Students’ online testing must be protected by all means. In order to conduct an online test properly, organizers need to make sure that everyone involved can access the platform safely. Establishing a secure and encrypted connection is the first step. Unfortunately, some educational institutions fail to take it, thus endangering their students and causing unpleasant remote exams issues.
Another security risk lies in the software used to conduct tests, which usually comes from third parties. These programs are not hacker-proof. Therefore, if an application used by your school suffers a cyberattack, the data of any teacher or student who is using it may be compromised.
How can we solve this problem?
Schools and colleges should invest more money in their security systems. They can create their own exam software and use multi-factor authentication to prevent unauthorized parties from accessing their systems, making online tests for students safer.
4. Not everyone is great at typing
Online exams are especially challenging for students who are not used to writing on their computers. They can spend a huge bulk of the exam simply typing the words they want to say, which puts them at a disadvantage compared to their peers who can produce more than 300 characters per minute. Such students may need extra help in exam in order to be able to take a test online properly.
We have talked to some students, who did face these challenges of online learning and found out that actually speed of typing has been a real burden for nearly a quarter of students. They said they have failed tester exam due to this problem.
“They say take test online, come on, it is easier, but it is not like this at all. Take my exam for example last week. I wasn’t quick enough to finish all of the gaps correctly and made a bunch of mistakes. You can’t type quickly and get nervous because of this and eventually fail. Make the exam in another way, please” – told us a nursing student Amelia.
So, what is the solution?
Students should be allowed to use speech-to-text software that recognizes what they are saying and automatically transforms it into text with appropriate punctuation marks. It is believed to be an immense help for exam taking for students who struggle with this problem.
5. Online STEM exams can be tricky
Problems with remote learning are not coming to an end. Here is what you did not know about students’ exams as well. When you’re taking a math test in the classroom, you’re usually given plenty of paper to write the solution to the problem. However, this is not always the case with a remote exam. If you’re lucky, you’ll be able to perform calculations in your notebook before entering your answer in the exam program. But if you’re not, you’ll have to draw formulas and diagrams on your computer, which can take more time than simply writing them down.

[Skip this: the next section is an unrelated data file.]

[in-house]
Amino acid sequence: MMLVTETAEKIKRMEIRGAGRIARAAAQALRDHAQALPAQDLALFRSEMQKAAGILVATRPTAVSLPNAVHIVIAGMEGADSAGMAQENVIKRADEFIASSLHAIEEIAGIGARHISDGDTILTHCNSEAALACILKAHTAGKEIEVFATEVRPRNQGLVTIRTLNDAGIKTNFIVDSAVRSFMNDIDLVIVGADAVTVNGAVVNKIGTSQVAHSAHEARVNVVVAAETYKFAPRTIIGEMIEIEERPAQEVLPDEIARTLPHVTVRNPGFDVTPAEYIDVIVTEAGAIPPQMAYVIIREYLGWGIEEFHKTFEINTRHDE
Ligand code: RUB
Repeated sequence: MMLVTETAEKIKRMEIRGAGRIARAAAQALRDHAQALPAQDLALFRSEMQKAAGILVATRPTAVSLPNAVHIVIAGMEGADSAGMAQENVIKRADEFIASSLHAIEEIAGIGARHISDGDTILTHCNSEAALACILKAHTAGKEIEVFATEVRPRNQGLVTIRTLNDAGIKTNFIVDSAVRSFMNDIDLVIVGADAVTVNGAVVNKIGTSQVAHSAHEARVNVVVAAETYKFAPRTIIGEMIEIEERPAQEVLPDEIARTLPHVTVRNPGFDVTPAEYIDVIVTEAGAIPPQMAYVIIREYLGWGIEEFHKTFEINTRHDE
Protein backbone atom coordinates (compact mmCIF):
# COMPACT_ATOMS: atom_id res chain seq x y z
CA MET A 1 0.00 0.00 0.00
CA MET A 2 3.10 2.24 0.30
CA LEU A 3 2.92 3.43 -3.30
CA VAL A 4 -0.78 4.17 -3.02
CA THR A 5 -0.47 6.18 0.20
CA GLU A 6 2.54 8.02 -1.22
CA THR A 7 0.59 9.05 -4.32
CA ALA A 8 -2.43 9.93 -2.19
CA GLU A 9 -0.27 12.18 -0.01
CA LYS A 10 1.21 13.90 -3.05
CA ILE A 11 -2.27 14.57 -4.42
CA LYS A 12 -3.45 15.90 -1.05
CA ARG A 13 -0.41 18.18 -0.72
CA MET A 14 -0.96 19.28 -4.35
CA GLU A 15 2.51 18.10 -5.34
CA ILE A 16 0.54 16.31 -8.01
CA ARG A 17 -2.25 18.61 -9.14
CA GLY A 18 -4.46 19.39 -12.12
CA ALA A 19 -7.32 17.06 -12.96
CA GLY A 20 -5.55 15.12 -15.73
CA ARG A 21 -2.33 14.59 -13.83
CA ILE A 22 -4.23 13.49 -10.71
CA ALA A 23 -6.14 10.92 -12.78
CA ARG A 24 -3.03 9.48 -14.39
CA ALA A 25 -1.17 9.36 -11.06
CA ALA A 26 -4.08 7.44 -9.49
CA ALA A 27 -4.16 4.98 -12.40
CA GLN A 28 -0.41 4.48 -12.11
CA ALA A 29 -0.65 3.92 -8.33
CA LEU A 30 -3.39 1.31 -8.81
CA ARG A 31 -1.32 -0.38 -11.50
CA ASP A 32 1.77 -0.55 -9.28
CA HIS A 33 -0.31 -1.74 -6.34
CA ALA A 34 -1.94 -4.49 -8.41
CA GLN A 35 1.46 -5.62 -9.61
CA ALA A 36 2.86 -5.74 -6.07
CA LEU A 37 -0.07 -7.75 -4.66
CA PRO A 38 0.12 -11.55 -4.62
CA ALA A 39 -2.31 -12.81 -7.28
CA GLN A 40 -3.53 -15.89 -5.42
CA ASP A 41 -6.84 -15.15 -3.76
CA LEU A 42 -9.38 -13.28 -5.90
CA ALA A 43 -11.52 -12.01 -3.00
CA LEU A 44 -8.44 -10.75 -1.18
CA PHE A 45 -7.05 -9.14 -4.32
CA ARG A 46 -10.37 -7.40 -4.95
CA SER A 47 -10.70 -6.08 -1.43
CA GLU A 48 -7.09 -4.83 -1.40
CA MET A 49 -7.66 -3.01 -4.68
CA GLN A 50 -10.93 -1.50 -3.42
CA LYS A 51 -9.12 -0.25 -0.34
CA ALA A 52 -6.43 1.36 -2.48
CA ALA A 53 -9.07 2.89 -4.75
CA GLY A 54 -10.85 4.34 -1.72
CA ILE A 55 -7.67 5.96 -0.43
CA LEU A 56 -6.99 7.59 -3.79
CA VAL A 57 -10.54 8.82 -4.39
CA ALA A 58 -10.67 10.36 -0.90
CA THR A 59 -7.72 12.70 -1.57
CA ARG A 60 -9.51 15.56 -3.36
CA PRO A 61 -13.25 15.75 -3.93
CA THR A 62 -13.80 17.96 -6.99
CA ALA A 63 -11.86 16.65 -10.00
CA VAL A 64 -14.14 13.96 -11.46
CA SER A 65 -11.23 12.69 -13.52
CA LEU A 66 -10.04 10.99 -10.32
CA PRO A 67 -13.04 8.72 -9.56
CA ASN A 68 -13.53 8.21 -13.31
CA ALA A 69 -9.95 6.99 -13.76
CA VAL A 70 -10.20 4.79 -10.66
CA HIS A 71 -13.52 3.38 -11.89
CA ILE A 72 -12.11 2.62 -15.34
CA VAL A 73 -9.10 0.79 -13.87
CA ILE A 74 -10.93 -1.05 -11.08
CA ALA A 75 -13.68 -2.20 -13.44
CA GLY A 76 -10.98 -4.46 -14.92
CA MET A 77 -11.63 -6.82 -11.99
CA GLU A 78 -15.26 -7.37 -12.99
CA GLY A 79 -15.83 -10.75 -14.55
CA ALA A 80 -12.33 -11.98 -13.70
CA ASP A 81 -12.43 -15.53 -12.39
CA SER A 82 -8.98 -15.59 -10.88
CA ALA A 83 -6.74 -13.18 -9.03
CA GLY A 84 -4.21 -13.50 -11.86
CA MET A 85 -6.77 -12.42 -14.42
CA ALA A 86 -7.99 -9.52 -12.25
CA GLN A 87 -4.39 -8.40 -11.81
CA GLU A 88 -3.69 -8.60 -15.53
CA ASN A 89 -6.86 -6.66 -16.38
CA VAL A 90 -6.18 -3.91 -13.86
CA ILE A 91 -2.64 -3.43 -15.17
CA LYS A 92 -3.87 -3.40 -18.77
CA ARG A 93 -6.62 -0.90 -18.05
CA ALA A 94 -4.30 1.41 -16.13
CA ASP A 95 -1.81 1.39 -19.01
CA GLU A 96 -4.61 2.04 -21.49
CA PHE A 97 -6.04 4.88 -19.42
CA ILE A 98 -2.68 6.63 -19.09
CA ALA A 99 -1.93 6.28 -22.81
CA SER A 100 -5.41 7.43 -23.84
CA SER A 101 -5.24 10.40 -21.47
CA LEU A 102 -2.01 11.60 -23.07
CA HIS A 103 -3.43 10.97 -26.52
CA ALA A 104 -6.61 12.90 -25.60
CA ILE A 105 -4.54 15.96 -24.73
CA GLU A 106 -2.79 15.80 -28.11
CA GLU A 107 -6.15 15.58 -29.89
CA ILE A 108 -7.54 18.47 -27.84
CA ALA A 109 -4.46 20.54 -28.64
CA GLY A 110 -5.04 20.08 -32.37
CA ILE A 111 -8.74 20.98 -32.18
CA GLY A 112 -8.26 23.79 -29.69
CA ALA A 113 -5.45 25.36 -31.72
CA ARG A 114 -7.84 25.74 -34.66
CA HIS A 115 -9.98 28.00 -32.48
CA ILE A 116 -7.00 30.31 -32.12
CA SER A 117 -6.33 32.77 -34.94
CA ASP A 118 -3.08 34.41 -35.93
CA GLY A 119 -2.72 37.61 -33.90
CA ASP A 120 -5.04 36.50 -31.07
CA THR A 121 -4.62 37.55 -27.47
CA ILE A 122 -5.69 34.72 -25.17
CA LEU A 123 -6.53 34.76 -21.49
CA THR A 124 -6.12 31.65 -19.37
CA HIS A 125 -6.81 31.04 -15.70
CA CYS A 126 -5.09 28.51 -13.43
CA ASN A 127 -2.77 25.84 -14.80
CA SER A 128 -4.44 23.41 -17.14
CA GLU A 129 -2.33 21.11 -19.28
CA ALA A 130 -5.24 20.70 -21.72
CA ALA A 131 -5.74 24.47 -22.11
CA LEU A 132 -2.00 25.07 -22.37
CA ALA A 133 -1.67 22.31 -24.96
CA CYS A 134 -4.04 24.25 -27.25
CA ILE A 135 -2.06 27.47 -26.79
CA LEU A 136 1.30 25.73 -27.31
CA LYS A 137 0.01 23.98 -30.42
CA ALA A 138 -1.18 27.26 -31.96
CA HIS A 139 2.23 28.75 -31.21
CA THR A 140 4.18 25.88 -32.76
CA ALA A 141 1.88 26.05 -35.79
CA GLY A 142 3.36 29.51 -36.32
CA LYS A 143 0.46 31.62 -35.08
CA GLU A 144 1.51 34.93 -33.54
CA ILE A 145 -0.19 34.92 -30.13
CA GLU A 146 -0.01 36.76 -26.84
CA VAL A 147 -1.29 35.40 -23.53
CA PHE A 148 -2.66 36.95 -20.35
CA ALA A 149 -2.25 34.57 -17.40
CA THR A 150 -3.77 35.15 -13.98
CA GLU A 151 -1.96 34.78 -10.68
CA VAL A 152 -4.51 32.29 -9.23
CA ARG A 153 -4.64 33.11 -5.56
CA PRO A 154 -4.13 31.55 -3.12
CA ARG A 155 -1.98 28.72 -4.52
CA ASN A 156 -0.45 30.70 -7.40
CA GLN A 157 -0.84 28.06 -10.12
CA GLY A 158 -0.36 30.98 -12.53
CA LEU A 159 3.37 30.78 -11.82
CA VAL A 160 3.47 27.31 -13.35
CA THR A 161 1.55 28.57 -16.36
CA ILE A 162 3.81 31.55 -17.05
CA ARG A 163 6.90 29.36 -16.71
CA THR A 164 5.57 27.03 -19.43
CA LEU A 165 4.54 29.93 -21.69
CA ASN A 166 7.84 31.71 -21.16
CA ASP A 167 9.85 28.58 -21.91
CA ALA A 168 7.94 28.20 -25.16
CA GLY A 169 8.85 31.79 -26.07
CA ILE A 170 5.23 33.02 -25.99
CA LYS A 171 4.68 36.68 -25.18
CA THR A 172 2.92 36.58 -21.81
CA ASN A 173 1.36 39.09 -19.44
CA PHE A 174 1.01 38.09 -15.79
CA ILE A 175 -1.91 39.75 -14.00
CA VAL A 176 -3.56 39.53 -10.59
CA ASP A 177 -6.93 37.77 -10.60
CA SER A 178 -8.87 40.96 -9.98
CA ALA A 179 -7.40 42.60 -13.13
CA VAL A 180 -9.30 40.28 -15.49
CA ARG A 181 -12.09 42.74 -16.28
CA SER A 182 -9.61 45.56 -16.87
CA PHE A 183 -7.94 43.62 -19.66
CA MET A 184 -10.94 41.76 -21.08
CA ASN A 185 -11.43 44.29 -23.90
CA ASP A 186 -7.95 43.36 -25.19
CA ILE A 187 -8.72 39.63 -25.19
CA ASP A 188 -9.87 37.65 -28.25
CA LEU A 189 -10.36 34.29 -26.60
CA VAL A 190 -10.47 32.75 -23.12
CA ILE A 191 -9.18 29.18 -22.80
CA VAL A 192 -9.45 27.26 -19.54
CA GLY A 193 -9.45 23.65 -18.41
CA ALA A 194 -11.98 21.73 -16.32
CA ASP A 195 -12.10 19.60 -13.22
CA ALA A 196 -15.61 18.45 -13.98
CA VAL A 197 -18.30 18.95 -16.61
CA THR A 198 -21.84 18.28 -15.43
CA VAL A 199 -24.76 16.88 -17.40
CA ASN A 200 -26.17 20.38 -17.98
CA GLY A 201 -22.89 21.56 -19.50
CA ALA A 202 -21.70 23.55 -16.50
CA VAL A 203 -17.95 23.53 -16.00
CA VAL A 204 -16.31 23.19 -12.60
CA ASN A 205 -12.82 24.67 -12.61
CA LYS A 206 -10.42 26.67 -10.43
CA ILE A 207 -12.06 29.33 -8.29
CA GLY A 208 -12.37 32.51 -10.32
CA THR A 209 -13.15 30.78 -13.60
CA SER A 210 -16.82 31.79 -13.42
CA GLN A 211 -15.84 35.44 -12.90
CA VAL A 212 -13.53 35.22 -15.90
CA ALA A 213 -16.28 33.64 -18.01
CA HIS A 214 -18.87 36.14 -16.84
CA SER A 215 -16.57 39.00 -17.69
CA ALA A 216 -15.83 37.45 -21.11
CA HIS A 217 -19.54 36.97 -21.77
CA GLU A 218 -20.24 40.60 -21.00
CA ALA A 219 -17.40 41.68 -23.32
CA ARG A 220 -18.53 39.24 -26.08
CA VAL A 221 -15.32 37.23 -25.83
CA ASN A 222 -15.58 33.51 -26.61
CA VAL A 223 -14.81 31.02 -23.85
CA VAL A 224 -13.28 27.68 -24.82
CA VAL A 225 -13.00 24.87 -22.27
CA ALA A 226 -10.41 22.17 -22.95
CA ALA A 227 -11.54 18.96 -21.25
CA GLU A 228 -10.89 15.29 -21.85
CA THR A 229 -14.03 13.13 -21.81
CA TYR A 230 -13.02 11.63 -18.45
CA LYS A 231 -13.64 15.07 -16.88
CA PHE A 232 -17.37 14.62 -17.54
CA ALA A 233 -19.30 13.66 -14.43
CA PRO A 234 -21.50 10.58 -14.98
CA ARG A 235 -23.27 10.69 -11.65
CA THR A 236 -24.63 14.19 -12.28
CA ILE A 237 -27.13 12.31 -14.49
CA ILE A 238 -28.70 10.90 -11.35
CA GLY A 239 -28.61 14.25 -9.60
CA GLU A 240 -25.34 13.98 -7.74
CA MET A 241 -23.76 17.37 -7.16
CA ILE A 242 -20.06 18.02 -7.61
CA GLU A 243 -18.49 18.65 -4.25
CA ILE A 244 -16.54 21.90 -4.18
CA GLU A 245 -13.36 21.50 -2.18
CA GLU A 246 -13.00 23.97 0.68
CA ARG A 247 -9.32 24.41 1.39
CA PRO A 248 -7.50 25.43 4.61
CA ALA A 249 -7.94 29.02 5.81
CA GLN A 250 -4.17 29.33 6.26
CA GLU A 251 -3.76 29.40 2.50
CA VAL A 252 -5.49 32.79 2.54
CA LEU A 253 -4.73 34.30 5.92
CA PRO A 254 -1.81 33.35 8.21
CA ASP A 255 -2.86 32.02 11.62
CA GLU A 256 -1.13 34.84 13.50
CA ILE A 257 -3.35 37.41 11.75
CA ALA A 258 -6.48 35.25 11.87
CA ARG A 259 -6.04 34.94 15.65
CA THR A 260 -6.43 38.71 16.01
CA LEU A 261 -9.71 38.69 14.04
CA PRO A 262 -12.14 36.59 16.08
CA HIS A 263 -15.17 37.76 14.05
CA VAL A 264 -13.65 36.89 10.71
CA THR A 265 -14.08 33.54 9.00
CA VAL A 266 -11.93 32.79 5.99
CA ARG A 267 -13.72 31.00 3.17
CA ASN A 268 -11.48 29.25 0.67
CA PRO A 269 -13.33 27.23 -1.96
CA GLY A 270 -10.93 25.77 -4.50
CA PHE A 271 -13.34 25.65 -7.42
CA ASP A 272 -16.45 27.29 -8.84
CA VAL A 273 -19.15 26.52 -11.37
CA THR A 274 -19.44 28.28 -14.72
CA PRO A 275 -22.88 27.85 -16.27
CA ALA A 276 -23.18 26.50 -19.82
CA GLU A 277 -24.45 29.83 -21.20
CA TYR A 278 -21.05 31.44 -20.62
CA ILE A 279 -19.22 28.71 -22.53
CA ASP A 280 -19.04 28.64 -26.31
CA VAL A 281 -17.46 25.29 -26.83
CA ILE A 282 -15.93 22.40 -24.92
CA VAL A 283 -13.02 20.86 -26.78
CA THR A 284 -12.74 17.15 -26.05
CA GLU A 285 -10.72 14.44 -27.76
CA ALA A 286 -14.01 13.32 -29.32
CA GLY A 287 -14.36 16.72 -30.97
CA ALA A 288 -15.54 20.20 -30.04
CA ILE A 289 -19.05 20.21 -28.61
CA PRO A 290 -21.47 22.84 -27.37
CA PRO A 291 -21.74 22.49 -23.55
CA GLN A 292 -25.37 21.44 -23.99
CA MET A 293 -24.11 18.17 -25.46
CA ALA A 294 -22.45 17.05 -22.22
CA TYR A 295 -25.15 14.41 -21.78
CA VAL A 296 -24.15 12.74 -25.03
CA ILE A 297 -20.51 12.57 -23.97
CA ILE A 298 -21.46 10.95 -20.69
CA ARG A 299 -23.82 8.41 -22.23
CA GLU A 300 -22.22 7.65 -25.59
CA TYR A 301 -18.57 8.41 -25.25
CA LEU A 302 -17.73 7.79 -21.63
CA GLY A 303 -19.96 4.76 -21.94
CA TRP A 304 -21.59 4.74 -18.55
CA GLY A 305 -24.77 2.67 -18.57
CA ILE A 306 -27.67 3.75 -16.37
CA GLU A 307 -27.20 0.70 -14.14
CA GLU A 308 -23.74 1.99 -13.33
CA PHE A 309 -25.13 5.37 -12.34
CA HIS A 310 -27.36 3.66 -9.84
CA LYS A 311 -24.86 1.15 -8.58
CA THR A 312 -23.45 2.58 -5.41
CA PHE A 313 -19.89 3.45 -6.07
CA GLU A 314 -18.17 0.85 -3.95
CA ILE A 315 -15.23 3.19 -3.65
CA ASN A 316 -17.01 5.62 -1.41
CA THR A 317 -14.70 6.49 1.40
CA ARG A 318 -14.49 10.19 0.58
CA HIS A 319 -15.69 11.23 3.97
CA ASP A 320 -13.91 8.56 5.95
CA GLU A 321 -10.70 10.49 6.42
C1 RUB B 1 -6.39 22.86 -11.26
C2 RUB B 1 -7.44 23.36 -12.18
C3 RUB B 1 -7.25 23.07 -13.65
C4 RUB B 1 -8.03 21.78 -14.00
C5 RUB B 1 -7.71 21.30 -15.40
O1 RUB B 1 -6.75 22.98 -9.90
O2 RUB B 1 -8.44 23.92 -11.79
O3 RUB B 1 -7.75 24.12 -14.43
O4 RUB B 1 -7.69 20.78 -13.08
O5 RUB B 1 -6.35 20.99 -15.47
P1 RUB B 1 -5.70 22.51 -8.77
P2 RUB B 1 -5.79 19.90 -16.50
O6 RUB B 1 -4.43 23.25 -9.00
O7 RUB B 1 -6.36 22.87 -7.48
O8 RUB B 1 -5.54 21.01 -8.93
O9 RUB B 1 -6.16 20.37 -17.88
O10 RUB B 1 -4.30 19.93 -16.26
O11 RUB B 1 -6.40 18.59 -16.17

We can fix this issue
Educators could use specialized software that allows students to quickly draw graphs and formulas and insert them in the application used for online testing. Of course, it is important to make sure the students know how to use these programs before they take the exam.
So… is it all worth it?
It’s plain to see that exams online pose certain challenges for students. With that in mind, we should ask ourselves, is there any point in making them compulsory?
Before 2020, online education was an option, but then it became the only possible way to conduct courses. Now, things are getting back to normal, and fully vaccinated students are going back to classes. Therefore, it makes sense to let them choose between in-person and online exams to pick the option that works best for them. It depends on whether they are feeling comfortable sitting at home or not, are they ready to face the online education challenges we described above?
Of course, the health of students and educators is and should remain a priority. Schools and colleges must provide a safe environment for everyone to prevent the spread of the COVID-19 virus.
Moreover, we must admit that the student online test as we know it today is far from perfect. There’s still a lot of work to be done, and educators need to listen to the concerns of students, accommodate their needs, and respect their privacy. These changes will require a lot of investment, but hopefully, we’ll be able to improve testing online eventually.